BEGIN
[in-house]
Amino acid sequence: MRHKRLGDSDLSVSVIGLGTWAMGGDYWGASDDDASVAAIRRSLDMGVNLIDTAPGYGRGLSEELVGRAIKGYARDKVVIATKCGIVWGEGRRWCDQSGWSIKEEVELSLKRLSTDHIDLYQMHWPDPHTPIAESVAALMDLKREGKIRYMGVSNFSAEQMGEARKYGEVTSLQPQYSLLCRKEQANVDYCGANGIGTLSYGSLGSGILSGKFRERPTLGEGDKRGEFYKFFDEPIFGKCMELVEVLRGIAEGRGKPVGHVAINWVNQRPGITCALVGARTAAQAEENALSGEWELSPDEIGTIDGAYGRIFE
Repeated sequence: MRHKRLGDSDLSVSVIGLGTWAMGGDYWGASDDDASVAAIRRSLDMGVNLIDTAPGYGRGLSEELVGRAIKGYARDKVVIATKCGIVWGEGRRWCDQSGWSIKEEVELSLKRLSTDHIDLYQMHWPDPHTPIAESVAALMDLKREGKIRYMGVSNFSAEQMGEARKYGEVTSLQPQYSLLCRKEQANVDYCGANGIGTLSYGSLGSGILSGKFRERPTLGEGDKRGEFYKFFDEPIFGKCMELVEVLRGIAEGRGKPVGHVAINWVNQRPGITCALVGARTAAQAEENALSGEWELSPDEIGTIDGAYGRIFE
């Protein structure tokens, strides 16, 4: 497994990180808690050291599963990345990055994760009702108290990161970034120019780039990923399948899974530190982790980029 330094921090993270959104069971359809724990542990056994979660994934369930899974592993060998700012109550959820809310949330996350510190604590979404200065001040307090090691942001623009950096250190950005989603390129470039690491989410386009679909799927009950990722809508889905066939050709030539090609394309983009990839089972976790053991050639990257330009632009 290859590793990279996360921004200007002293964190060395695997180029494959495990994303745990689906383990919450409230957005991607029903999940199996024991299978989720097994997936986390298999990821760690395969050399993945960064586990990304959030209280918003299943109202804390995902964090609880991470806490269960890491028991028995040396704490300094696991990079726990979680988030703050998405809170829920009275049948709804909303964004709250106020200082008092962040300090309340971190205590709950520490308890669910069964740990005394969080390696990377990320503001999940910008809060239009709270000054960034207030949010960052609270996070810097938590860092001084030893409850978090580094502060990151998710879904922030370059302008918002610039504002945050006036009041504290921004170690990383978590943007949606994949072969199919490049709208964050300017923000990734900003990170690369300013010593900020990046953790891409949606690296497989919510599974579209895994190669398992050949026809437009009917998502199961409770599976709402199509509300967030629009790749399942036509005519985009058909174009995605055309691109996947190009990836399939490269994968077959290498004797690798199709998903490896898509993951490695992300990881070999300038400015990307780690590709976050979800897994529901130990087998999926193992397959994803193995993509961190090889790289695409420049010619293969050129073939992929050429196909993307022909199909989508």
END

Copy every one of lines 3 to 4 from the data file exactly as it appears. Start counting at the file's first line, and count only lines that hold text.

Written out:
Repeated sequence: MRHKRLGDSDLSVSVIGLGTWAMGGDYWGASDDDASVAAIRRSLDMGVNLIDTAPGYGRGLSEELVGRAIKGYARDKVVIATKCGIVWGEGRRWCDQSGWSIKEEVELSLKRLSTDHIDLYQMHWPDPHTPIAESVAALMDLKREGKIRYMGVSNFSAEQMGEARKYGEVTSLQPQYSLLCRKEQANVDYCGANGIGTLSYGSLGSGILSGKFRERPTLGEGDKRGEFYKFFDEPIFGKCMELVEVLRGIAEGRGKPVGHVAINWVNQRPGITCALVGARTAAQAEENALSGEWELSPDEIGTIDGAYGRIFE
């Protein structure tokens, strides 16, 4: 497994990180808690050291599963990345990055994760009702108290990161970034120019780039990923399948899974530190982790980029 330094921090993270959104069971359809724990542990056994979660994934369930899974592993060998700012109550959820809310949330996350510190604590979404200065001040307090090691942001623009950096250190950005989603390129470039690491989410386009679909799927009950990722809508889905066939050709030539090609394309983009990839089972976790053991050639990257330009632009 290859590793990279996360921004200007002293964190060395695997180029494959495990994303745990689906383990919450409230957005991607029903999940199996024991299978989720097994997936986390298999990821760690395969050399993945960064586990990304959030209280918003299943109202804390995902964090609880991470806490269960890491028991028995040396704490300094696991990079726990979680988030703050998405809170829920009275049948709804909303964004709250106020200082008092962040300090309340971190205590709950520490308890669910069964740990005394969080390696990377990320503001999940910008809060239009709270000054960034207030949010960052609270996070810097938590860092001084030893409850978090580094502060990151998710879904922030370059302008918002610039504002945050006036009041504290921004170690990383978590943007949606994949072969199919490049709208964050300017923000990734900003990170690369300013010593900020990046953790891409949606690296497989919510599974579209895994190669398992050949026809437009009917998502199961409770599976709402199509509300967030629009790749399942036509005519985009058909174009995605055309691109996947190009990836399939490269994968077959290498004797690798199709998903490896898509993951490695992300990881070999300038400015990307780690590709976050979800897994529901130990087998999926193992397959994803193995993509961190090889790289695409420049010619293969050129073939992929050429196909993307022909199909989508």